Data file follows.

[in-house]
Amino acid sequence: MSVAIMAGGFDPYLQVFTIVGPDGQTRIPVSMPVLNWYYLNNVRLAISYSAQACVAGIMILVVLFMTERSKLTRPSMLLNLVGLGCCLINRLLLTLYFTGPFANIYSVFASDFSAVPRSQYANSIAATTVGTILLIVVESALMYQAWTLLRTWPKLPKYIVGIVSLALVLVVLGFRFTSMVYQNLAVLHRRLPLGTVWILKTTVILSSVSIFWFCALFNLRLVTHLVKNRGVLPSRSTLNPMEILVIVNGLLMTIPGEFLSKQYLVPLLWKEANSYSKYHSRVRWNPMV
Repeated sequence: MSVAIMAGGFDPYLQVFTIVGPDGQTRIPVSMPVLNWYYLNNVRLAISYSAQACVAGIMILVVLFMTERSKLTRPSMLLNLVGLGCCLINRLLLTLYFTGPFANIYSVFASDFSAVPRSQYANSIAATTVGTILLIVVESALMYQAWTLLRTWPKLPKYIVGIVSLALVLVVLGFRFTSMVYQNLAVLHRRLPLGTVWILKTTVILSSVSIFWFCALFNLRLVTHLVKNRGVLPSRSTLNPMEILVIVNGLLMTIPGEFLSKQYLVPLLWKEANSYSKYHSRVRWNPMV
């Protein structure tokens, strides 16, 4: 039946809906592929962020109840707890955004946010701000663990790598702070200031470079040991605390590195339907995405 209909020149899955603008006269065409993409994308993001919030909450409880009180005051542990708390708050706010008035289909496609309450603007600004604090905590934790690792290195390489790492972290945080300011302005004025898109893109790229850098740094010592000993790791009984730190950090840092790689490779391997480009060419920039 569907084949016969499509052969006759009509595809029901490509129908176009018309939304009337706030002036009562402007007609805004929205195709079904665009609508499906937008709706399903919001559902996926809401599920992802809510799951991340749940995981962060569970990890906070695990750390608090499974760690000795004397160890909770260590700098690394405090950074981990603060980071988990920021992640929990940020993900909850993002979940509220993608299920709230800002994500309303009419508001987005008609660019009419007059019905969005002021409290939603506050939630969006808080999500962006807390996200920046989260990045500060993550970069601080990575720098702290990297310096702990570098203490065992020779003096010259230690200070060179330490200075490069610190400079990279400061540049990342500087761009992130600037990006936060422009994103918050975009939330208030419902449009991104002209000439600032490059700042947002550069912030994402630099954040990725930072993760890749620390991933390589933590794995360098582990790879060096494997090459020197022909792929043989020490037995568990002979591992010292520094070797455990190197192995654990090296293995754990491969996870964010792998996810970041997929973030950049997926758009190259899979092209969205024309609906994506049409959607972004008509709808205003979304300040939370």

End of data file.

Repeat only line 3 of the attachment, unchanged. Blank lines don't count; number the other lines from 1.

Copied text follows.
Repeated sequence: MSVAIMAGGFDPYLQVFTIVGPDGQTRIPVSMPVLNWYYLNNVRLAISYSAQACVAGIMILVVLFMTERSKLTRPSMLLNLVGLGCCLINRLLLTLYFTGPFANIYSVFASDFSAVPRSQYANSIAATTVGTILLIVVESALMYQAWTLLRTWPKLPKYIVGIVSLALVLVVLGFRFTSMVYQNLAVLHRRLPLGTVWILKTTVILSSVSIFWFCALFNLRLVTHLVKNRGVLPSRSTLNPMEILVIVNGLLMTIPGEFLSKQYLVPLLWKEANSYSKYHSRVRWNPMV